A chaotic Senate is stuck in limbo amid a standoff on a power-sharing agreement with Republicans.
“Things are on hold. I’ve got a lot of things I want to do,” Sen. Dick Durbin (D-Ill.) said of the impact of not having a power-sharing deal on Biden’s agenda.
In a potential sign of the hurdles to come, Senate Minority Leader Mitch McConnell (R-Ky.) sent a warning shot during one of his first floor speeches back in the minority. Republicans, he warned, were willing to work with Biden but also wouldn’t be shy about blocking bills they don’t support. Because of the 60-vote legislative filibuster, Democrats will need at least 10 GOP senators to pass most things.
Biden’s problems are twofold: His Cabinet nominees appear poised to move at a sluggish pace and two of his legislative priorities – coronavirus relief and immigration reform – are already being panned by top Republicans.
Once an impeachment trial starts, it’s expected to sideline anything else in the Senate.
Democrats and Biden have floated the idea that the Senate could vote on nominations and legislation in the morning and then conduct Trump’s historic second trial in the afternoon.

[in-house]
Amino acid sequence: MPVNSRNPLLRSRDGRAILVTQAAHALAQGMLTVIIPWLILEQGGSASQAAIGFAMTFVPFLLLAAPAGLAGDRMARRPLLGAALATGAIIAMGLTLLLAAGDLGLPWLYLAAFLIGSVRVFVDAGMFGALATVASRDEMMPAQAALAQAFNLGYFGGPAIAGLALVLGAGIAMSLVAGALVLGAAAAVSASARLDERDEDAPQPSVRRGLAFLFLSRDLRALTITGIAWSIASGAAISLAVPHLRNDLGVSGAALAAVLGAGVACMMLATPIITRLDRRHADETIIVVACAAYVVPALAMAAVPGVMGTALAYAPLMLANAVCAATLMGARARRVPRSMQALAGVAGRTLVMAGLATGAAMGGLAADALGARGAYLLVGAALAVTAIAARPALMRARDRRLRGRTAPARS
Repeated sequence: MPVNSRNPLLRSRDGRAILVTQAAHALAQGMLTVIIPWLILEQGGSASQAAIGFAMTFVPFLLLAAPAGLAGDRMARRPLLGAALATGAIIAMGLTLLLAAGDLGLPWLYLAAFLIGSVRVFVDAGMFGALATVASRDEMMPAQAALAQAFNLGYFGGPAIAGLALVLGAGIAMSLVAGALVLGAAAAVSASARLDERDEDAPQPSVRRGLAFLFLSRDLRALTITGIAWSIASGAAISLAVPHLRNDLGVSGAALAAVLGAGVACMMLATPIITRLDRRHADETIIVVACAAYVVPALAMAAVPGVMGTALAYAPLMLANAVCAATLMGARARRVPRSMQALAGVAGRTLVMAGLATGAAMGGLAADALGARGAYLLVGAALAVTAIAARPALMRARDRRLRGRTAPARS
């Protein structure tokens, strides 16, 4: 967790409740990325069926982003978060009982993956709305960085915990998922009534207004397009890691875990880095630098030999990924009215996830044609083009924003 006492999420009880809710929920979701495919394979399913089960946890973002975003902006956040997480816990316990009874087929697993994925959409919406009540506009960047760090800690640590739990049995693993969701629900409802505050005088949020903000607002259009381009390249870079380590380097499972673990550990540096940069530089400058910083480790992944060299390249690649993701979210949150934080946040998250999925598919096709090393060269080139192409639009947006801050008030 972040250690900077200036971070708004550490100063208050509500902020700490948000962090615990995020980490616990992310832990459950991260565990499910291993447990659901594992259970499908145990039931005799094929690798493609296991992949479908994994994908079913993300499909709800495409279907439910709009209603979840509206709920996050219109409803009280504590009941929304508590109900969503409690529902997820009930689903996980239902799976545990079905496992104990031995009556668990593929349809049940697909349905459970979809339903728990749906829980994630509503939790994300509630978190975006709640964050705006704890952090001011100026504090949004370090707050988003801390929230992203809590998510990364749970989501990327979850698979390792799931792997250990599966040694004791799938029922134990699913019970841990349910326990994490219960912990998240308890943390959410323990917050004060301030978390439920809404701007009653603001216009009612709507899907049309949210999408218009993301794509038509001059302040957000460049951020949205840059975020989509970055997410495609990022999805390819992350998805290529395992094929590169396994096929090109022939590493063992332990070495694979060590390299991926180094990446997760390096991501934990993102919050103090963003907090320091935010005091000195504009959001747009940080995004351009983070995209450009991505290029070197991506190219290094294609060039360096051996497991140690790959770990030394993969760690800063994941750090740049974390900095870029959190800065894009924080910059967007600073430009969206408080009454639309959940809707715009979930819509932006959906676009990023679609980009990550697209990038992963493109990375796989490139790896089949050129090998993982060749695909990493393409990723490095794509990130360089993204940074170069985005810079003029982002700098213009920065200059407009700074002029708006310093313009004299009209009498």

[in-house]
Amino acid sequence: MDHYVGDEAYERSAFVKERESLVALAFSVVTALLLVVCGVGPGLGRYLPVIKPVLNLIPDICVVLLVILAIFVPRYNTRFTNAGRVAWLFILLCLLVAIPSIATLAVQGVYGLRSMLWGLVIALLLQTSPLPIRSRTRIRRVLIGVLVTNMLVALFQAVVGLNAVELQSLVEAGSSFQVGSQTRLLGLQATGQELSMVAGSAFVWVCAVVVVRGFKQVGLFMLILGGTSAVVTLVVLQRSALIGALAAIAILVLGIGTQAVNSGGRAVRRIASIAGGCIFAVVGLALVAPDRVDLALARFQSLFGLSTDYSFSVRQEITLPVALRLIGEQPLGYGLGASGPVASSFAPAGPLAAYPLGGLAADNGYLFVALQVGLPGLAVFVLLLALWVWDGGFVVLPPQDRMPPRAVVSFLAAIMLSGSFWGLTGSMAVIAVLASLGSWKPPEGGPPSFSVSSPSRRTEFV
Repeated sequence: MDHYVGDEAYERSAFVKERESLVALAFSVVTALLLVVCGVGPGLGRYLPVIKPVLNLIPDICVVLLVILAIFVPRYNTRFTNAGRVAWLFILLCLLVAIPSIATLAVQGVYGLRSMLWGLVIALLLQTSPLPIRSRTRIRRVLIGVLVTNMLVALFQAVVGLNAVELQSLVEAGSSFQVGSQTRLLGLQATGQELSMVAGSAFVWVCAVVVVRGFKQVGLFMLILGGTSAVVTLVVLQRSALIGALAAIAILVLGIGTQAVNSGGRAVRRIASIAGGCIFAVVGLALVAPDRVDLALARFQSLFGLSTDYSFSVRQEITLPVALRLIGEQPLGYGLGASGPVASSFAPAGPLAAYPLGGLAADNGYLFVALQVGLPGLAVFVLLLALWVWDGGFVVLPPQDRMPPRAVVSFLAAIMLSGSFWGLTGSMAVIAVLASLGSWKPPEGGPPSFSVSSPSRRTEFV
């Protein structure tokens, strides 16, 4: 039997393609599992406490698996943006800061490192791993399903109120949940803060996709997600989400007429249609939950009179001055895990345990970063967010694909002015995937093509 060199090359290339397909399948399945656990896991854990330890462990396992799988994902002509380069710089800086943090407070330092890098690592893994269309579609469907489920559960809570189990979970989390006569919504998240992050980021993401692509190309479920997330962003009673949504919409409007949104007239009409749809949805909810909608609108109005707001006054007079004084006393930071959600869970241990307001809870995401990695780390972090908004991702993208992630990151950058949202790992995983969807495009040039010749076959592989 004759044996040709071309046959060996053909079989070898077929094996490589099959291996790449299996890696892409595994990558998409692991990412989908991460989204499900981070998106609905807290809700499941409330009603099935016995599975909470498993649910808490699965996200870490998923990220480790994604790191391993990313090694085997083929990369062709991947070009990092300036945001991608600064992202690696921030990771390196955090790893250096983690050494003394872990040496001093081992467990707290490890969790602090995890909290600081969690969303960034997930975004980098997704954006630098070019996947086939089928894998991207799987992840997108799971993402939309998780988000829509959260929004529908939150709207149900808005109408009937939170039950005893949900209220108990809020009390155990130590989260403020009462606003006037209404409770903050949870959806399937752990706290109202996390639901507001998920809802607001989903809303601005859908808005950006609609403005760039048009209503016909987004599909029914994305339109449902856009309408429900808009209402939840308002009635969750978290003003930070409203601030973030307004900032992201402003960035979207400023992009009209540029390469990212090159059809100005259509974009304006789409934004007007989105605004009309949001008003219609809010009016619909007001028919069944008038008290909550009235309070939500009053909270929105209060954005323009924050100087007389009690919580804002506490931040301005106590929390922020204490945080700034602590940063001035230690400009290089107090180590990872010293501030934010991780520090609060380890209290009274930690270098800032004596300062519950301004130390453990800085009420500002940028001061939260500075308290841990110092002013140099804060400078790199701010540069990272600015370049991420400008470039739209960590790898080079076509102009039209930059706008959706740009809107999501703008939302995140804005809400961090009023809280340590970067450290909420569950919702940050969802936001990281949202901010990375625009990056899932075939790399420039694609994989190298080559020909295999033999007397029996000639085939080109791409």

But Republicans have shot that down, saying Democrats must choose between trying to get more of Biden’s nominations confirmed or holding an impeachment trial.
The Speaker and the House impeachment managers are keeping a tight lid on their plans. But McConnell told Republicans during a conference call that he wants to delay the trial until February, something he needs Democratic buy-in for.
Sharing Senate power
Moving nominations is complicated by the fact that McConnell and Senate Majority Leader Charles Schumer (D-N.Y.) haven’t yet reached an agreement on how to share power in the 50-50 Senate. It’s set up an unusual dynamic in which Democrats have the majority but Republicans still control many of the Senate committees.
Another complication emerged when McConnell asked that the organizing deal include language protecting the 60-vote legislative filibuster, which progressives and a growing number of Democratic senators support nixing.
Supporters warn that the filibuster stands in the way of passing many of Biden and Democrats priorities and that McConnell is making a request that he would never agree to if Republicans were still in the majority.
Though Biden is hoping to be able to garner broad bipartisan support for his agenda, he’s facing early headwinds on legislative priorities that Republicans could use the filibuster to slow down.